Unlike the overturned laws in other states, the bill would allow voters to cast provisional ballots. In West Virginia, 3,285 provisional ballots were reported in the 2016 general election, according to county-by-county data from the secretary of state’s office. About 70 percent of those ballots were counted.

Clark said if the bill becomes law, opponents would have to prove it provides significant barriers to voters to get it overturned. While the Voting Rights Act very clearly protects minority voters, it’s more difficult to prove the bill discriminates against poor or elderly voters.

The bill also eliminates automatic voter registration, which was also passed last year. Clark said the Brennan Center’s research has found automatic voter registration encourages voting on both sides of the aisle. In Oregon 80 percent of registered voters participated in the 2016 general election, according to Oregon’s secretary of state office.

Automatic voter registration received strong bipartisan support in the Legislature last year.

“To basically cut it off at the knees before it would even happen would be a huge mistake,” Clark said.

Mac Warner, West Virginia’s secretary of state, denounced open voter registration while campaigning for the position, calling it an effort by billionaire George Soros to register as many people as possible, including “citizens, non-citizens and felons.”

Atiba Ali, a professor at West Virginia University College of Law and voting rights expert, said the bill is strict compared to others nationwide. He believes the bill, if passed, would have an extremely detrimental impact on the state.

“They’re enacting these policies rather than ensuring the right to vote to all citizens regardless of party or identity,” Ali said.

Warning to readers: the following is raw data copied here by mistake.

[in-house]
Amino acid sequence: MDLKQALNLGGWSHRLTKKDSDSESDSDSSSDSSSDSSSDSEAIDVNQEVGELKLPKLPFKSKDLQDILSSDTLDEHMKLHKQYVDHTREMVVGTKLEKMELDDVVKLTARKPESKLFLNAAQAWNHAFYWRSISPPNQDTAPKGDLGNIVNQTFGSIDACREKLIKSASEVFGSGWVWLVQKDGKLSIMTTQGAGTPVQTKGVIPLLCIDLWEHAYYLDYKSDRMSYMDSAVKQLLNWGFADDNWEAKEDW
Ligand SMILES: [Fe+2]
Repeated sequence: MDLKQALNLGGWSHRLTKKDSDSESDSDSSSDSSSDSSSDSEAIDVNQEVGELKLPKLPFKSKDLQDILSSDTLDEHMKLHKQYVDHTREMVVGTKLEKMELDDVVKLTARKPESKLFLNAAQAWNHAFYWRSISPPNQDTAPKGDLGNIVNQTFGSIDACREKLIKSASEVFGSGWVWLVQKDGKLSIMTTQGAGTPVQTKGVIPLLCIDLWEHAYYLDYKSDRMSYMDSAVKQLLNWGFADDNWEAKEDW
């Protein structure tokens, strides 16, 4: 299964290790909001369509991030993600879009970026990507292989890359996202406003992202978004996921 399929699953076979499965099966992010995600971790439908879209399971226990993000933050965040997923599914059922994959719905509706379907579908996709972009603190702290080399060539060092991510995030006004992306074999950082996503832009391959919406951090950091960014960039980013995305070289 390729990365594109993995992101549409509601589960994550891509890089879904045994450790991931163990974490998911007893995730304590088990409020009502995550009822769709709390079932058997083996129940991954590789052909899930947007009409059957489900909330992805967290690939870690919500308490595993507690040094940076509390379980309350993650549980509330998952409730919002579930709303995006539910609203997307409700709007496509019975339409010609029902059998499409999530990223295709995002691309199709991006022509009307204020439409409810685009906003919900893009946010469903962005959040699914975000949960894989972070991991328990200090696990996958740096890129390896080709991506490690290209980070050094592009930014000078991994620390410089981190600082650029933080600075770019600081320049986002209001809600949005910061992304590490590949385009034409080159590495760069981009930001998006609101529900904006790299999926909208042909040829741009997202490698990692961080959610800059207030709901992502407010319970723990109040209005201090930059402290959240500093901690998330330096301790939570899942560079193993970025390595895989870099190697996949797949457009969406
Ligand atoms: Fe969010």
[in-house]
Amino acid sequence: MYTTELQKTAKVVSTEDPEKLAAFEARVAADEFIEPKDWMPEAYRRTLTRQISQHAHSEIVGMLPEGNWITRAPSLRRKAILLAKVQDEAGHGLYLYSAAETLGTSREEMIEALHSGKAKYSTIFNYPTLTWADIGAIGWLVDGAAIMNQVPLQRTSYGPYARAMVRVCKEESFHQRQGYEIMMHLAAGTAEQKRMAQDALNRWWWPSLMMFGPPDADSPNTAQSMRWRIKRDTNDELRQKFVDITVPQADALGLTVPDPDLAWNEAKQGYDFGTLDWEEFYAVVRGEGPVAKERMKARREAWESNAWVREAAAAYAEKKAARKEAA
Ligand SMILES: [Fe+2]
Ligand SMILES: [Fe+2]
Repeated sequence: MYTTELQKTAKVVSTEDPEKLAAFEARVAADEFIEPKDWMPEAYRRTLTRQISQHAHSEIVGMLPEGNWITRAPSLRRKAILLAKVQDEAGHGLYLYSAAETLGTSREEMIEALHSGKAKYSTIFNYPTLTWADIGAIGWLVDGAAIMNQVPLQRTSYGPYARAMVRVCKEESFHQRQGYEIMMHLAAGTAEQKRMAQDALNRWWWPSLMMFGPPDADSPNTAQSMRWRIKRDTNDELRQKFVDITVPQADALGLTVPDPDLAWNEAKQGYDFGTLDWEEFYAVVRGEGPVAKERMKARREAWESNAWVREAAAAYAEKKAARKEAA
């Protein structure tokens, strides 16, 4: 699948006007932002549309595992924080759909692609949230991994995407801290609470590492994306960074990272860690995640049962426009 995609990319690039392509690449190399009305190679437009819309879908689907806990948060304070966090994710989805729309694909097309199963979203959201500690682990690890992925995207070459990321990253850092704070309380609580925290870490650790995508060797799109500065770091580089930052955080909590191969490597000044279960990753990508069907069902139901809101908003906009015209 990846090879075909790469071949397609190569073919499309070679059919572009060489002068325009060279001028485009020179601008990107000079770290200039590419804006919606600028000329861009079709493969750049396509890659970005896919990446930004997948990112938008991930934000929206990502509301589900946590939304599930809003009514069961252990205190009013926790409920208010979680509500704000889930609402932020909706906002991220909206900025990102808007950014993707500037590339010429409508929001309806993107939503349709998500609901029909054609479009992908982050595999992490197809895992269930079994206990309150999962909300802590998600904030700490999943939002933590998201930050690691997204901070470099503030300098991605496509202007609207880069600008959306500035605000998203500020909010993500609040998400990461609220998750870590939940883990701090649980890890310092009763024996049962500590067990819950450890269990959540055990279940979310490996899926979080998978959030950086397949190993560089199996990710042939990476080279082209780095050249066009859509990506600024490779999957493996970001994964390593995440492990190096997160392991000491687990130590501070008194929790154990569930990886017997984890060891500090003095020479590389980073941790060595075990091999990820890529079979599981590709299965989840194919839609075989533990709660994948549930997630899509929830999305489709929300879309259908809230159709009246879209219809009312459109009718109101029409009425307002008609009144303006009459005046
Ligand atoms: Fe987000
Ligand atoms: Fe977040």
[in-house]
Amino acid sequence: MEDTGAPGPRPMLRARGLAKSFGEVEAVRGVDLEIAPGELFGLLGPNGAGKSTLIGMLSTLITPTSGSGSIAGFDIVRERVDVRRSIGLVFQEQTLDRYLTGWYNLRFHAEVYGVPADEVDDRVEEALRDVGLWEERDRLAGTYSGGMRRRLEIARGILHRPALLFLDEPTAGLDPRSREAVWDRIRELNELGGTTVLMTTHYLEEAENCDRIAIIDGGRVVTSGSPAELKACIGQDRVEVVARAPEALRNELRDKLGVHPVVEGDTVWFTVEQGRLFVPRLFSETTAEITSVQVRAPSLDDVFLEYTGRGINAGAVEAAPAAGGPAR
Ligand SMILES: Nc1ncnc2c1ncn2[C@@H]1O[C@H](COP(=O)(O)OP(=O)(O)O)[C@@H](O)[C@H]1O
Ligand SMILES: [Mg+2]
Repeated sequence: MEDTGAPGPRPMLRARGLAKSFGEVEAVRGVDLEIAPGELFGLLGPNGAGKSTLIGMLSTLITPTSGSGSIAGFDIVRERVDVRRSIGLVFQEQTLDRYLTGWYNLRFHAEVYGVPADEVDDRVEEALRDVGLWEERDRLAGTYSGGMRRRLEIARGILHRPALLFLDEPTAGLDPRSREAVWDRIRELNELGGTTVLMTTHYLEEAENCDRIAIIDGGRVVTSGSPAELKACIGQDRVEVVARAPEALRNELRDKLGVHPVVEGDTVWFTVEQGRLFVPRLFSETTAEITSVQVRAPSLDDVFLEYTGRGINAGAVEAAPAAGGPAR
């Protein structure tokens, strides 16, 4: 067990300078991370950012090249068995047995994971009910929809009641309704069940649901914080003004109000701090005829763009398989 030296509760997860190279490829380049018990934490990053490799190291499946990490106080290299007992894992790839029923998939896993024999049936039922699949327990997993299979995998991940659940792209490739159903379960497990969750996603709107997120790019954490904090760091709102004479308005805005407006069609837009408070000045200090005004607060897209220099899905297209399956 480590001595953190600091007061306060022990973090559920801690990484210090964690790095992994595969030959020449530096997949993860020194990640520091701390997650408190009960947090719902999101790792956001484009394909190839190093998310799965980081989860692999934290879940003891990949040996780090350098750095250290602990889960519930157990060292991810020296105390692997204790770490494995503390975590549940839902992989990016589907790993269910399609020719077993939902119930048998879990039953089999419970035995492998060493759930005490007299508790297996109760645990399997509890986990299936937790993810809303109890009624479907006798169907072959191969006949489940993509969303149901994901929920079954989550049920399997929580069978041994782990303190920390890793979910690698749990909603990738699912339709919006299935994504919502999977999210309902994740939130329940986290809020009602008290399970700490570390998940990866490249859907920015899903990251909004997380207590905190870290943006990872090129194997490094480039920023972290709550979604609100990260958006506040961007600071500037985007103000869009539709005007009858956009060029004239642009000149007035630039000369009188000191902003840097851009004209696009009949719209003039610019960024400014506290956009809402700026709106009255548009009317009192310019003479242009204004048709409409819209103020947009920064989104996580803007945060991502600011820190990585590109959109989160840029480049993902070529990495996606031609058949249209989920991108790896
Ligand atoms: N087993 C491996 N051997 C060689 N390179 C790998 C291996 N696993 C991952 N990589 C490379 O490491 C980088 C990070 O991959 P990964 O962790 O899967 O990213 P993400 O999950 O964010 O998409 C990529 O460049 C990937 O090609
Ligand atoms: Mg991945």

Ali said legislators pursuing these bills struggle to understand in-person voter fraud is virtually non-existent.

“If the rules are being designed to find a solution to a problem, fine.” Ali said. “But this shows the legislators aren’t interested in their constituencies. They’re more on board with catching up to Republican legislatures in other states.”

Sean O’Leary, senior policy analyst with the West Virginia Center on Budget and Policy, said even though the bill requires free IDs to be given for voting purposes, there are still costs to getting an ID.

Every Division of Motor Vehicles office in the state, except for the Kanawha City office and the Martinsburg office, is open from 8:30 a.m to 5 p.m. Monday through Friday only. O’Leary said for some people to go get an ID, they’d have to take a day off work and find a ride or take public transportation to the office. He said wages those voters would lose serve as a pseudo-poll tax.

The voter ID bill comes after President Donald Trump claimed in January millions of unsubstantiated cases of voter fraud cost him the popular vote in November’s presidential election. While Trump has offered no proof of the fraud, according to a January Poltico/Morning Consult poll, one-in-four voters believe his claims.

Similar voter ID proposals have been filed in Arkansas, Texas, Nebraska and Iowa this year.

Reach Ali Schmitz at

304-348-4843 or follow

@SchmitzMedia on Twitter.